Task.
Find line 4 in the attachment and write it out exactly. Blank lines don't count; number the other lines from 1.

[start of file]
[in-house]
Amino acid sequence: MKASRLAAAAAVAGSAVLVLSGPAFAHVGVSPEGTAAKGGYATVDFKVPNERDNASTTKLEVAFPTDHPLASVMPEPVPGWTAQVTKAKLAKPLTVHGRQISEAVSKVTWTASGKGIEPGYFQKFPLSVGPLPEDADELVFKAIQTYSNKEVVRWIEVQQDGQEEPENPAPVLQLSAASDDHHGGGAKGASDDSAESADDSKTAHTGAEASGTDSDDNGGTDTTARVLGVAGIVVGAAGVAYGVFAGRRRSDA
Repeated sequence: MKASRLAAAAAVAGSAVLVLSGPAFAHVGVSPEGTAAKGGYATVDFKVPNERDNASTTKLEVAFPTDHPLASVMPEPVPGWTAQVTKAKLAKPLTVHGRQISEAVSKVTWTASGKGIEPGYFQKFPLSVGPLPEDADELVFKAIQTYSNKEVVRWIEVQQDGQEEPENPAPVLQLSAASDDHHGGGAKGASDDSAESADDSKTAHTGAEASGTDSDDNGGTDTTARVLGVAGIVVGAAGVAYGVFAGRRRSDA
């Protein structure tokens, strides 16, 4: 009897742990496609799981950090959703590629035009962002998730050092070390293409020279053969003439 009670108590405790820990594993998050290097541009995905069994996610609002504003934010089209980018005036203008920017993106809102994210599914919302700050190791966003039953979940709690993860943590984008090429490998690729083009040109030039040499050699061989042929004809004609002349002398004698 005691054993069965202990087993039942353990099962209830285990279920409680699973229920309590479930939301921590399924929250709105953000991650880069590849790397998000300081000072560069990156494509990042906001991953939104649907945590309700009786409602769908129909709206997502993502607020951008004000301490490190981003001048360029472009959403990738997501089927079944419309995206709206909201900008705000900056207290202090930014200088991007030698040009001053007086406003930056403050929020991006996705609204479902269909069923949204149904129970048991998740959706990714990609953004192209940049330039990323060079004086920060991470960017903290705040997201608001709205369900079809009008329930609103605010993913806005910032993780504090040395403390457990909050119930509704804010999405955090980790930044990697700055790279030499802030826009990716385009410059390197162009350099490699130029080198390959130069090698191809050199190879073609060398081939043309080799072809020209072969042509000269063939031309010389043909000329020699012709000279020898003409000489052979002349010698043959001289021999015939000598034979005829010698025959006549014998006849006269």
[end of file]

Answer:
């Protein structure tokens, strides 16, 4: 009897742990496609799981950090959703590629035009962002998730050092070390293409020279053969003439 009670108590405790820990594993998050290097541009995905069994996610609002504003934010089209980018005036203008920017993106809102994210599914919302700050190791966003039953979940709690993860943590984008090429490998690729083009040109030039040499050699061989042929004809004609002349002398004698 005691054993069965202990087993039942353990099962209830285990279920409680699973229920309590479930939301921590399924929250709105953000991650880069590849790397998000300081000072560069990156494509990042906001991953939104649907945590309700009786409602769908129909709206997502993502607020951008004000301490490190981003001048360029472009959403990738997501089927079944419309995206709206909201900008705000900056207290202090930014200088991007030698040009001053007086406003930056403050929020991006996705609204479902269909069923949204149904129970048991998740959706990714990609953004192209940049330039990323060079004086920060991470960017903290705040997201608001709205369900079809009008329930609103605010993913806005910032993780504090040395403390457990909050119930509704804010999405955090980790930044990697700055790279030499802030826009990716385009410059390197162009350099490699130029080198390959130069090698191809050199190879073609060398081939043309080799072809020209072969042509000269063939031309010389043909000329020699012709000279020898003409000489052979002349010698043959001289021999015939000598034979005829010698025959006549014998006849006269």